Here's Alberto Gonzales fending off calls for his resignation on CBS's "The Early Show" this morning: I didn't become attorney general by quitting. I hate to quibble with Gonzales at a time like this, but didn't he have to quit his job as White House counsel in order to become the A.G.? --Jason Zengerle
In a (pretty feeble) defense of Alberto Gonzales, David Frum notes a fringe benefit for Democrats in the current US Attorney scandal: Even if he stays, Gonzales is probably toast as a Supreme Court nominee. Whereas until now he would've been a tough pick for many Democrats to oppose. --Michael Crowley
I admit that when I first started reading Josh Marshall's coverage of the fired U.S. attorneys story back in January, I thought he and his TalkingPointsMemo gang were possibly making a mountain out of a molehill. Oops. So there's no way I'm going to make the same mistake about Idolator's conspiracy theory that Britney Spears is doing black ops for the White House. When it comes to this administration, I think it's smart to assume the worst. --Jason Zengerle
Sam Tanenhaus describes how William F. Buckley turned against his own movement (and also discovers that Buckley turned David Brooks down for the editorship of the National Review because he wasn't "a believing Christian"); Tanenhaus also recommends essential books about American conservatism and chats with Isaac Chotiner about the future of the movement (we've got the audio); Cass R. Sunstein thinks the D.C.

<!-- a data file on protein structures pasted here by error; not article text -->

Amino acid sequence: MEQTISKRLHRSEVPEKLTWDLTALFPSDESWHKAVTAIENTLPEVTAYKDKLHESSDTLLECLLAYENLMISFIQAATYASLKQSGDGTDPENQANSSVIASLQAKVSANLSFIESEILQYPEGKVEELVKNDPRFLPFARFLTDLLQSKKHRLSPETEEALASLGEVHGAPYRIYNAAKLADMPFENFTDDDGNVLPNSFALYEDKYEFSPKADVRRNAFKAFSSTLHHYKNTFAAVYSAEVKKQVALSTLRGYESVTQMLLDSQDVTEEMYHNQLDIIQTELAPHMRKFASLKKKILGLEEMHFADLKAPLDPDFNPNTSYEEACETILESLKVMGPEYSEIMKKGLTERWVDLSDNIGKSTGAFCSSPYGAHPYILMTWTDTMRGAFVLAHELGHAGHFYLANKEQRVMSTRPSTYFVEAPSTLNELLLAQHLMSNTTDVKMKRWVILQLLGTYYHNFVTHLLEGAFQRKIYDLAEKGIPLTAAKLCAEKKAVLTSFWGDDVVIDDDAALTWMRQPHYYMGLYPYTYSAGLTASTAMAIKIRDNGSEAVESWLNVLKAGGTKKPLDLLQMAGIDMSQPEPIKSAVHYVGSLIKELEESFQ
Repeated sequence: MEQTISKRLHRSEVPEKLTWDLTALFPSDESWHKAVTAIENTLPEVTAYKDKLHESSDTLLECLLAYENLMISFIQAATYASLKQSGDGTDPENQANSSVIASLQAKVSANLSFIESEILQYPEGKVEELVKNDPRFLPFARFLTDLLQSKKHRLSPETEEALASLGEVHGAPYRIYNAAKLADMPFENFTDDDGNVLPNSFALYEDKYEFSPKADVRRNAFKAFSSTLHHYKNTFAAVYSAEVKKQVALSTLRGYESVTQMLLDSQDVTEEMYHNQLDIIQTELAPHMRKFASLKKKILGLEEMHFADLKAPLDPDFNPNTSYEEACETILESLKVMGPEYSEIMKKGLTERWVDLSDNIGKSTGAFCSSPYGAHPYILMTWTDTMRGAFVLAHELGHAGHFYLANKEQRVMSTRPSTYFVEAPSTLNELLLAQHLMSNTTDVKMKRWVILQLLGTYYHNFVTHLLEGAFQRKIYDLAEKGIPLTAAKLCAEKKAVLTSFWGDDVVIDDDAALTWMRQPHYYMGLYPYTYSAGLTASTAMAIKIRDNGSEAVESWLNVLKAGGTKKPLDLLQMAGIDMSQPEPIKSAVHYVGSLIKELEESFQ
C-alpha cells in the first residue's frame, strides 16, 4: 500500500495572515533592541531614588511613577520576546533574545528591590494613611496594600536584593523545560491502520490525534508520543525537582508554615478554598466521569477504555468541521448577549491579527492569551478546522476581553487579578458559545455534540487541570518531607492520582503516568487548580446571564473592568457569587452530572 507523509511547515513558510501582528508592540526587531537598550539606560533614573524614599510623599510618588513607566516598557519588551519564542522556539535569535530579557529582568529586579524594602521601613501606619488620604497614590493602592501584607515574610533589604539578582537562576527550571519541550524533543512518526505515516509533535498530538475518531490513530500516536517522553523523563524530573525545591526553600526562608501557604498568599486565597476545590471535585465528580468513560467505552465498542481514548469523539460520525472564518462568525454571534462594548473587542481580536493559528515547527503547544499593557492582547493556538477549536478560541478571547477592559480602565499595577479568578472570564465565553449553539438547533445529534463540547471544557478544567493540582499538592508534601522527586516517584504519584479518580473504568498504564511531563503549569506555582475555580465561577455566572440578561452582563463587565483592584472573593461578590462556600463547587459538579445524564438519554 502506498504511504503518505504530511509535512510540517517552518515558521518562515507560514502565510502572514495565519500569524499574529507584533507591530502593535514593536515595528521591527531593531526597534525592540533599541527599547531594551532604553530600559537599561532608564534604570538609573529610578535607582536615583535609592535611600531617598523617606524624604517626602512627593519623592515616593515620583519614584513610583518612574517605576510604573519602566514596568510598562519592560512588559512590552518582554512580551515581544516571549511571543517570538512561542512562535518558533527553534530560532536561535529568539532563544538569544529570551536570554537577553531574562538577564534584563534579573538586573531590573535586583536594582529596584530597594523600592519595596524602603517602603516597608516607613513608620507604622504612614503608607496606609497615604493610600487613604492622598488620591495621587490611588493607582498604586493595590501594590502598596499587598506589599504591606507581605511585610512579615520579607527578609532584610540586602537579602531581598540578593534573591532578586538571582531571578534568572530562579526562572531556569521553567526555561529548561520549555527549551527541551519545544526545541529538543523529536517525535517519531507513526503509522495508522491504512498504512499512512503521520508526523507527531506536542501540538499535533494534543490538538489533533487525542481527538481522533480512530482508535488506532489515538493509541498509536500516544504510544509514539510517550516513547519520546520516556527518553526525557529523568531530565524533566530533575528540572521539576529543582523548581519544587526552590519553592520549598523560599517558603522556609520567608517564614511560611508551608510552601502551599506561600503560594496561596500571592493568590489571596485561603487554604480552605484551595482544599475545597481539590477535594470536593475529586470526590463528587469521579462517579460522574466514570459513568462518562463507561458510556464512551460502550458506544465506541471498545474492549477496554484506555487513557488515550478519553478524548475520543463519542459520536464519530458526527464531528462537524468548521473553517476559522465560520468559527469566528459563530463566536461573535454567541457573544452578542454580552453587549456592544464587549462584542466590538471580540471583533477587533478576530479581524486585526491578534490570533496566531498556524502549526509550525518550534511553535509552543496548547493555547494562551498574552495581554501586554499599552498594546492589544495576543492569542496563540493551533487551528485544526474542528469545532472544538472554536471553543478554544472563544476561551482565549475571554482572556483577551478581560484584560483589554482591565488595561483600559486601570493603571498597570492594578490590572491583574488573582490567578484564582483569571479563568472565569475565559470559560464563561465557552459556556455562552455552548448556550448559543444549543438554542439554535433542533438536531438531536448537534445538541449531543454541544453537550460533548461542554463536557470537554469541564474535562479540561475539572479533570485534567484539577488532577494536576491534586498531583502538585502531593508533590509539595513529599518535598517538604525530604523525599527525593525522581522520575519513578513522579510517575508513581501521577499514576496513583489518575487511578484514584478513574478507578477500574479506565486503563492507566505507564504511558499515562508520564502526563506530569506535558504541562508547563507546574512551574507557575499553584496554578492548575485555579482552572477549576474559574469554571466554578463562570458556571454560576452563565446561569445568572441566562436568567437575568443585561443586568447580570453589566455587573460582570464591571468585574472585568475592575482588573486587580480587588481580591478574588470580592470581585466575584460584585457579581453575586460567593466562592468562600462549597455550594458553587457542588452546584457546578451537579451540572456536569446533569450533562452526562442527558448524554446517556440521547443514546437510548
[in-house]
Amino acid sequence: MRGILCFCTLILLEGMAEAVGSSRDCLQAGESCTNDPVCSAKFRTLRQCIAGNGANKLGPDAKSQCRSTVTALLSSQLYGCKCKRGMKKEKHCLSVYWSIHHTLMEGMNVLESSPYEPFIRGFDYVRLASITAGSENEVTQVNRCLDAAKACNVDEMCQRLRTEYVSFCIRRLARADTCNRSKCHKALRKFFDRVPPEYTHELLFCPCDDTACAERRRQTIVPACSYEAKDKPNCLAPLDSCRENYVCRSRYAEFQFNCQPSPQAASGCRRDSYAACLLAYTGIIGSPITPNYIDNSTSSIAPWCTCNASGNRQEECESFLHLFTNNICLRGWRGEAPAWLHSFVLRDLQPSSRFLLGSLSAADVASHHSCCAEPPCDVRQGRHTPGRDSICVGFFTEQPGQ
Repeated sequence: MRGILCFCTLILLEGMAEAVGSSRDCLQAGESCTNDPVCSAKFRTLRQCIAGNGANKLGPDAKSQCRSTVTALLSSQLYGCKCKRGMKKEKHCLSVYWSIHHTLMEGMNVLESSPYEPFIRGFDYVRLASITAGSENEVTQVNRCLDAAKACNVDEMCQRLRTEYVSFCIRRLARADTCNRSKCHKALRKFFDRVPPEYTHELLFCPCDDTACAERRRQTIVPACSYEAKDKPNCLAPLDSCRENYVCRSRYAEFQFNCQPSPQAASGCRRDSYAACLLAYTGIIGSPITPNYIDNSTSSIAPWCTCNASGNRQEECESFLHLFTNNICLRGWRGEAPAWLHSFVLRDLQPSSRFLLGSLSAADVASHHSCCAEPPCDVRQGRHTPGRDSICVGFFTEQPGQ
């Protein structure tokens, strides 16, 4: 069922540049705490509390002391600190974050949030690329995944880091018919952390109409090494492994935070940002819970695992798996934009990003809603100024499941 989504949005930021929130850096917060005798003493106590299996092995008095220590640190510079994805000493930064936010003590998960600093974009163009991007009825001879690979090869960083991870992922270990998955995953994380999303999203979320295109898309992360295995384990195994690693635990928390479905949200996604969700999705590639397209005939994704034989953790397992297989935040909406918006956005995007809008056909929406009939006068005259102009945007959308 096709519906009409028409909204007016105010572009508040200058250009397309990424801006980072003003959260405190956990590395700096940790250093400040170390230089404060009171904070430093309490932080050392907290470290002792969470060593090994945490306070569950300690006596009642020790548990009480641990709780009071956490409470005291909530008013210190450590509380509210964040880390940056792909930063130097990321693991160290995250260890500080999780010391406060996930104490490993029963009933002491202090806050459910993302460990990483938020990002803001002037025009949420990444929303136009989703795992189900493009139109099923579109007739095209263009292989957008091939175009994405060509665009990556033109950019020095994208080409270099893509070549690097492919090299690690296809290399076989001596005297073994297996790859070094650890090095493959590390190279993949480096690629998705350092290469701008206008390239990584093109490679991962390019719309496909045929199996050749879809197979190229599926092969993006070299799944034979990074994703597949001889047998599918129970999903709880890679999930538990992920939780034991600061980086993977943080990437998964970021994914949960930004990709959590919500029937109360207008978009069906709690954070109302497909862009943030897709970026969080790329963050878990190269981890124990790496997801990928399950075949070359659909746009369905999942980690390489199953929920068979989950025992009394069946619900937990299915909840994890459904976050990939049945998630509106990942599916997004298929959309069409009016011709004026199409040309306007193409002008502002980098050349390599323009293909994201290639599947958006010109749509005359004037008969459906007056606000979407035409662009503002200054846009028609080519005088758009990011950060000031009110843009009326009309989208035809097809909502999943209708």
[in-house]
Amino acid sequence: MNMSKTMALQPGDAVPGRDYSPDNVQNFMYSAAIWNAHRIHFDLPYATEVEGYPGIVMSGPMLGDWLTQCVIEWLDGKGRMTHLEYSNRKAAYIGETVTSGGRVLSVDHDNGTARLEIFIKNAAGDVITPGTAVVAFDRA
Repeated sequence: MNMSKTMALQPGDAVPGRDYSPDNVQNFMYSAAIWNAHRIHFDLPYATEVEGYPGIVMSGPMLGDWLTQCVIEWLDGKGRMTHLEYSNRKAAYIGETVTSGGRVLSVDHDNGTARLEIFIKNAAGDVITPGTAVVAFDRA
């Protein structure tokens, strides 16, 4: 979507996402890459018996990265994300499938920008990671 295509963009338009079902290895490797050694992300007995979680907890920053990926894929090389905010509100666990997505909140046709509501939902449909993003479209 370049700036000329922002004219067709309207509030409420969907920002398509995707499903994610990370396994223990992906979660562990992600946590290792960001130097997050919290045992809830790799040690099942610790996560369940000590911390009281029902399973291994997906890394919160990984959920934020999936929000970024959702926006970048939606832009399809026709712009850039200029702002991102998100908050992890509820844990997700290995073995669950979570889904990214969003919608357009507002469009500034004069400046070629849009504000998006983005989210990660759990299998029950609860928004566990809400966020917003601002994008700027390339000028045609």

It was #1 Hack Harriet Miers who suggested firing U.S. attorneys in 2005 -- that is, firing all 93 of them. Imagine if this had come out with Miers as a sitting Supreme Court Justice. --Eve Fairbanks
Could be: According to this morning's Times, The White House is turning on him: With Democrats, including the Senate majority leader, Harry Reid of Nevada, insisting that Mr. Gonzales step down, his appearance underscored what two Republicans close to the Bush administration described as a growing rift between the White House and the attorney general. Mr.
"This is not Luke Skywalker here," said Senator Lindsey Graham (R-S.C.), discussing his friend and Senate colleague John McCain's second run for the presidency. "This is a totally different campaign." Graham was looking for a way to reassure his fellow conservatives that they no longer had anything to fear from McCain. His choice of metaphor is one of those windows into the fundamental cultural gap that separates hard-core conservatives from the rest of humanity.
When James Dobson gets angry, people notice. And, in early March, the influential chair of Focus on the Family fired off a very angry letter to the board of the National Association of Evangelicals. Tony Perkins of The Family Research Council signed it. So did Gary Bauer. So did 22 other conservative Christian leaders. Their complaint? It seems that Richard Cizik, NAE's vice-president for governmental affairs, had been sounding the alarm on global warming.
"The White House staff reflects the president. This is obvious to the point of being a truism." This is a truism? Really? Anyway, that's how Fred Barnes leads off his column in The Weekly Standard this week. It's titled "Cheerleader in Chief". And for those of us who thought Bush was depressed by his low approval ratings and disastrous policies, well, think again: Bush's relentlessly upbeat demeanor, which he flaunts at press conferences and other public events, infuriates his political opponents and much of the mainstream media.
Via PoliticalWire, I see that Stephen Hayes's long-awaited valentine to biography of Dick Cheney, titled Cheney, is due out this summer. According to The Examiner, Hayes--whose stubborn belief in an Iraq-Al Qaeda connection no doubt endeared him to Cheney--secured nearly 40 hours of interviews with the normally press-averse veep.